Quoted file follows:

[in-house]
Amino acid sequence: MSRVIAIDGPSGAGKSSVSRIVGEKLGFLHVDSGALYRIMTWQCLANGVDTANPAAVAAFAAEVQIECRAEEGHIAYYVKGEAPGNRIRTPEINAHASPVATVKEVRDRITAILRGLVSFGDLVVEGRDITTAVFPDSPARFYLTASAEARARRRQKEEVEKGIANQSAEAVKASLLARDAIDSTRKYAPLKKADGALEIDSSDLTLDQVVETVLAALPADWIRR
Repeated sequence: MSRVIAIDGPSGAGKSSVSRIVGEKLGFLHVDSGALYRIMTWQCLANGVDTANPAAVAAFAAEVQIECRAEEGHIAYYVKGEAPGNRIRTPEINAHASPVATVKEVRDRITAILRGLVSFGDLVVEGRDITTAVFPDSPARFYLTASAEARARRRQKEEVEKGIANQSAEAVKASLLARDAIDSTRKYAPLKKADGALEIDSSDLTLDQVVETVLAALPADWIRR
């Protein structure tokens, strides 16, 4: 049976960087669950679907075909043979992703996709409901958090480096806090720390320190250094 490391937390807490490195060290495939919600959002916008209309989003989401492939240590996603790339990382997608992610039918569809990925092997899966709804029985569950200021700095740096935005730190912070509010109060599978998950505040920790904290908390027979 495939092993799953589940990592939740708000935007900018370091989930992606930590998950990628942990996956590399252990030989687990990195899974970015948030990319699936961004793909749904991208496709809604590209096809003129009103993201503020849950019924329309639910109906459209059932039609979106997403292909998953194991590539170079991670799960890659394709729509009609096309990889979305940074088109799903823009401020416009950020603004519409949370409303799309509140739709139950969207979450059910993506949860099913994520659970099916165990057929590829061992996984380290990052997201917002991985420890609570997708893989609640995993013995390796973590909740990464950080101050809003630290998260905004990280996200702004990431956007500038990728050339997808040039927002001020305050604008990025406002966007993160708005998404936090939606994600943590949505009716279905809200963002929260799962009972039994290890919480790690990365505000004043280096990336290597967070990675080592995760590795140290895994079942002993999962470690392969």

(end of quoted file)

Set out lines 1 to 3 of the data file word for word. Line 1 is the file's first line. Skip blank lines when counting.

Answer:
[in-house]
Amino acid sequence: MSRVIAIDGPSGAGKSSVSRIVGEKLGFLHVDSGALYRIMTWQCLANGVDTANPAAVAAFAAEVQIECRAEEGHIAYYVKGEAPGNRIRTPEINAHASPVATVKEVRDRITAILRGLVSFGDLVVEGRDITTAVFPDSPARFYLTASAEARARRRQKEEVEKGIANQSAEAVKASLLARDAIDSTRKYAPLKKADGALEIDSSDLTLDQVVETVLAALPADWIRR
Repeated sequence: MSRVIAIDGPSGAGKSSVSRIVGEKLGFLHVDSGALYRIMTWQCLANGVDTANPAAVAAFAAEVQIECRAEEGHIAYYVKGEAPGNRIRTPEINAHASPVATVKEVRDRITAILRGLVSFGDLVVEGRDITTAVFPDSPARFYLTASAEARARRRQKEEVEKGIANQSAEAVKASLLARDAIDSTRKYAPLKKADGALEIDSSDLTLDQVVETVLAALPADWIRR